Letter: BR needs easier testing for AIDS

Baton Rouge has been recognized as the state’s capital and is very well known.

Unfortunately, one of the many things the Red Stick city is known for is its extremely high number of AIDS cases. A large portion of Baton Rouge’s AIDS cases are among African Americans and among people who are 25 or younger. More education and awareness needs to be provided to the citizens about HIV and AIDS.

From my personal experience as a medical assistant, there are many misconceptions about HIV and AIDS. Providing proper education on the diseases may decrease the enormous number of diagnoses per year.

Simply participating in the sex education classes at school may not be providing enough education to our young citizens. After-school seminars should be considered as a useful way to provide that extra information. The after-school seminars could be hosted by volunteering physicians, instead of someone with less experience.

The after-school seminars would provide a more-effective way of teaching one on one and can allow sufficient time to answer any questions or address any personal concerns of students.

Students at high schools and colleges should be given opportunities for a free screening if they have a concern about being infected. Some colleges, such as Baton Rouge Community College, have already begun raising awareness by distributing a free HIV screening to students on a specific date.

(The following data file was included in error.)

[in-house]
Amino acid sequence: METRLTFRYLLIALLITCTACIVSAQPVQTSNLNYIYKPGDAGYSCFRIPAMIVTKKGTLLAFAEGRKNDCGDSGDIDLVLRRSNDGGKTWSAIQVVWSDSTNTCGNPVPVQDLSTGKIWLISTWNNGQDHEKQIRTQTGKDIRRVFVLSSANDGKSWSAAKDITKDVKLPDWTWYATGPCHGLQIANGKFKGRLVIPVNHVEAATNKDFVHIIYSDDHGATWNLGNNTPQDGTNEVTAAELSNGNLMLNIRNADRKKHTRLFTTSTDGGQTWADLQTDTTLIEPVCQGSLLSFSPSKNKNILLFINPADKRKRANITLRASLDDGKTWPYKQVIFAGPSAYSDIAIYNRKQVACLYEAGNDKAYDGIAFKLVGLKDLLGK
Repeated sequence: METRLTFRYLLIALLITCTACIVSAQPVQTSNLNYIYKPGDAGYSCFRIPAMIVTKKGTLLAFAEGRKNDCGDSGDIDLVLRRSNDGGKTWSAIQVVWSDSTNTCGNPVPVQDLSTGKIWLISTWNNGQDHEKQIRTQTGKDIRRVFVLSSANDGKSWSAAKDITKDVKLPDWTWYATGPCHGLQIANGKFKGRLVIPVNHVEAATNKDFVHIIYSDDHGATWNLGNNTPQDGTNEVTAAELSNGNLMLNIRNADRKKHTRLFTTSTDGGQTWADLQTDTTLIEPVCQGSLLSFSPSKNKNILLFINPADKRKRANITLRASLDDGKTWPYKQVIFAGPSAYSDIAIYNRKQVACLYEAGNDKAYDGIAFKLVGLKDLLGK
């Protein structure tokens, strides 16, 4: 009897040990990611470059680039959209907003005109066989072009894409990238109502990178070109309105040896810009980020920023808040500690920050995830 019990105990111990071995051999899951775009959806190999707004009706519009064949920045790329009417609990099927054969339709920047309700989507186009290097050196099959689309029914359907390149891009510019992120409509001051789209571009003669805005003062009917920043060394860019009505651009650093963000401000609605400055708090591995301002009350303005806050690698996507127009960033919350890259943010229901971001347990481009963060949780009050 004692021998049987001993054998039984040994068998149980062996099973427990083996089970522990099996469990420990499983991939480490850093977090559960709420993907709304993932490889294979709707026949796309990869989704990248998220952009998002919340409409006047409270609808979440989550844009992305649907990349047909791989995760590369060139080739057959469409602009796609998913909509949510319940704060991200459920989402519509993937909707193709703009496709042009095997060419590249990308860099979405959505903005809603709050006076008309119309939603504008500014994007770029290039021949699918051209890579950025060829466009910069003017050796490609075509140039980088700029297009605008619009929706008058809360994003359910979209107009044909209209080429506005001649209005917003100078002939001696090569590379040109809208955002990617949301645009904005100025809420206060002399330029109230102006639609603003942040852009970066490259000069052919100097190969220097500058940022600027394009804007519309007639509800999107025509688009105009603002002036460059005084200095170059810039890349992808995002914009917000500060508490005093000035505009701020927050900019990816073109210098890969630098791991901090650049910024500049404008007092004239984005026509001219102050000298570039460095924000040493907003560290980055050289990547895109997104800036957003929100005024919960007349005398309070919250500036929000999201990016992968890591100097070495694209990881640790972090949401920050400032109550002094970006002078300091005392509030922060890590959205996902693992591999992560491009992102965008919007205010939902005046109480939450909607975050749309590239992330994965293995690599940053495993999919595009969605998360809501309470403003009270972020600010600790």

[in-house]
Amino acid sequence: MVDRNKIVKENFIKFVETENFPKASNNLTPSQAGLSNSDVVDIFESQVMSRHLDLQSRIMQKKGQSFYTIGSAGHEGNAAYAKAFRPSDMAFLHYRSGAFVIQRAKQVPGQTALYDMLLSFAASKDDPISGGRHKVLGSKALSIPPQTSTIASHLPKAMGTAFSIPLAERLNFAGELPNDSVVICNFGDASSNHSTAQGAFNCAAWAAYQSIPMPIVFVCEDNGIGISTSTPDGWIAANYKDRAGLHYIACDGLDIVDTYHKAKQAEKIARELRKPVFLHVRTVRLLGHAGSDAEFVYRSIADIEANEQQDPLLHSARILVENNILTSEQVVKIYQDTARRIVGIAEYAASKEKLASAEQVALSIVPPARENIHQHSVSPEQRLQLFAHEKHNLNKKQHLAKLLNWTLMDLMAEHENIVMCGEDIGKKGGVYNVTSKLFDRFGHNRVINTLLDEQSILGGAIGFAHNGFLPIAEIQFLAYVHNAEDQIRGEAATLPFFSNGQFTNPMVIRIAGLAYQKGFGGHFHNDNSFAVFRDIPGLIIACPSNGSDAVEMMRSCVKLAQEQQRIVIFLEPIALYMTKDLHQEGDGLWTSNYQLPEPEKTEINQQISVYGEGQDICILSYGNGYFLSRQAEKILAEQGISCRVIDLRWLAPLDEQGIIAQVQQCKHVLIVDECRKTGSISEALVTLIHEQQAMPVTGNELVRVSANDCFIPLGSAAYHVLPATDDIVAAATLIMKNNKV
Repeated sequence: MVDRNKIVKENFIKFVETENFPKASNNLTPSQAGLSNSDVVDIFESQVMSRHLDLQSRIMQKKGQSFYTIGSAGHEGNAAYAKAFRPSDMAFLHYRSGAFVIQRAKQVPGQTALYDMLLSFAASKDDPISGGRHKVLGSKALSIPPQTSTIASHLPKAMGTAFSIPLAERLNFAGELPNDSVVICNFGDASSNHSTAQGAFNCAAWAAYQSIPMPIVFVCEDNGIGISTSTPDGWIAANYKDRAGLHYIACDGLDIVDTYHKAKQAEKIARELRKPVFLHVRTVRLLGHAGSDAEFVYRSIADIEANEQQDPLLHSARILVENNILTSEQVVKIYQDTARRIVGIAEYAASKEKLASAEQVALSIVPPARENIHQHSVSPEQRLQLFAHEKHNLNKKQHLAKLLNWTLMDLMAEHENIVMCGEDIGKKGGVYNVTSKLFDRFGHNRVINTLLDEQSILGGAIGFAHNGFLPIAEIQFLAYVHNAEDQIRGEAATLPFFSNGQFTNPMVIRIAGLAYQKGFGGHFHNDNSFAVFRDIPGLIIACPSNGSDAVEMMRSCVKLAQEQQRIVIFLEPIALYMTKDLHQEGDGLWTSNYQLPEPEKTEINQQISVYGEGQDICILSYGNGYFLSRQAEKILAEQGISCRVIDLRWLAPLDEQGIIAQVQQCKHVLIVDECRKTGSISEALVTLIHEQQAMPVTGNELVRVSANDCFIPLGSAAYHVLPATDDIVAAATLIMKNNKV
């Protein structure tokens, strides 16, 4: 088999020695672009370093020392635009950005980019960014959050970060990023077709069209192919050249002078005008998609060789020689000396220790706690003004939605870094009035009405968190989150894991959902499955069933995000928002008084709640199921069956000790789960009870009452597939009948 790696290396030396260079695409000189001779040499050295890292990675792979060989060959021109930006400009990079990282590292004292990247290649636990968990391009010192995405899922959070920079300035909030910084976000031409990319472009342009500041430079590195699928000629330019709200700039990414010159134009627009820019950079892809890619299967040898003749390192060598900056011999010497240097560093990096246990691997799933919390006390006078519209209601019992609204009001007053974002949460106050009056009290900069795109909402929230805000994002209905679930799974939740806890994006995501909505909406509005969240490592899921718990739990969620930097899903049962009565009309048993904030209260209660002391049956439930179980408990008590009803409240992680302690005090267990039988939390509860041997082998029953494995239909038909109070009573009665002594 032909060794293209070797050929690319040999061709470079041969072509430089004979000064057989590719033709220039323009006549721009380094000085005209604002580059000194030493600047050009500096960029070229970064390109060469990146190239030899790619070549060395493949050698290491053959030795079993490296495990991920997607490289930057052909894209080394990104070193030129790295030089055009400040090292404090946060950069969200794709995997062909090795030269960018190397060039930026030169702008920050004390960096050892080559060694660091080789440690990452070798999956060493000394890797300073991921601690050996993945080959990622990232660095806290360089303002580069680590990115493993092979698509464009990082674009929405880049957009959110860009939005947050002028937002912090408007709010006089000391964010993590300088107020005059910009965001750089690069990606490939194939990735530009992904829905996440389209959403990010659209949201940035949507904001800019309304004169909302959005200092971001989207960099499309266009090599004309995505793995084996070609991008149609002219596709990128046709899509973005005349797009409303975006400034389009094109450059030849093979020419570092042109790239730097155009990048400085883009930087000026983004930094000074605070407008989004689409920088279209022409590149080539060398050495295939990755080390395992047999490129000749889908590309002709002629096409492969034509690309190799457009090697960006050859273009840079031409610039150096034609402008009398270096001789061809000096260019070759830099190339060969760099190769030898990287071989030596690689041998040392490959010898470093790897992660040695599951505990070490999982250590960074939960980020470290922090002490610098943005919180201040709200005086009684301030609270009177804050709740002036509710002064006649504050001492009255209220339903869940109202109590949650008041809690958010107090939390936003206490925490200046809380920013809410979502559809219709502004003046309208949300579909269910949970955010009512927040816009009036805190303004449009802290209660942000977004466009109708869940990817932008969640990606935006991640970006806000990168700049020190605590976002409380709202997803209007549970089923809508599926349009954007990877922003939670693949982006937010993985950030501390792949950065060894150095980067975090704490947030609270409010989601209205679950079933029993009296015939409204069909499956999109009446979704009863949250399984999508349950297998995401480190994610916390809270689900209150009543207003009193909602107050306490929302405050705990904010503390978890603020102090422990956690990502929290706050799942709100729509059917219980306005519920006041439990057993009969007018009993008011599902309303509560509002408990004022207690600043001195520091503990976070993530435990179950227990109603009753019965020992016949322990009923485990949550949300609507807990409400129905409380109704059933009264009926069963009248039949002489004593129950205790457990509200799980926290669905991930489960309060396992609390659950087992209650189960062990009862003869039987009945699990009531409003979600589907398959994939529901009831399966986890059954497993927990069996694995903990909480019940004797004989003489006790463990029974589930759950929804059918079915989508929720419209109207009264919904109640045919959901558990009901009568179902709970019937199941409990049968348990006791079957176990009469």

The free screenings provided by the schools may be what helps our young people become safer in their personal relations. Some students may not know whether they are infected because of the cost of having the HIV screening done at a physician’s office. The free screening can provide extra peace of mind to those who are already terrified enough having the test done.

The state of Louisiana has a staggering number of reported AIDS cases and most likely even more that are still undiagnosed. By providing more education routes to students and the opportunity for a free HIV screening, the number of cases reported yearly in Baton Rouge can drop drastically. Although AIDS is a very tough issue to discuss, it needs to be brought to people’s attention because AIDS is lethal.

Ashley Vollenweider

student, medical assistant

Walker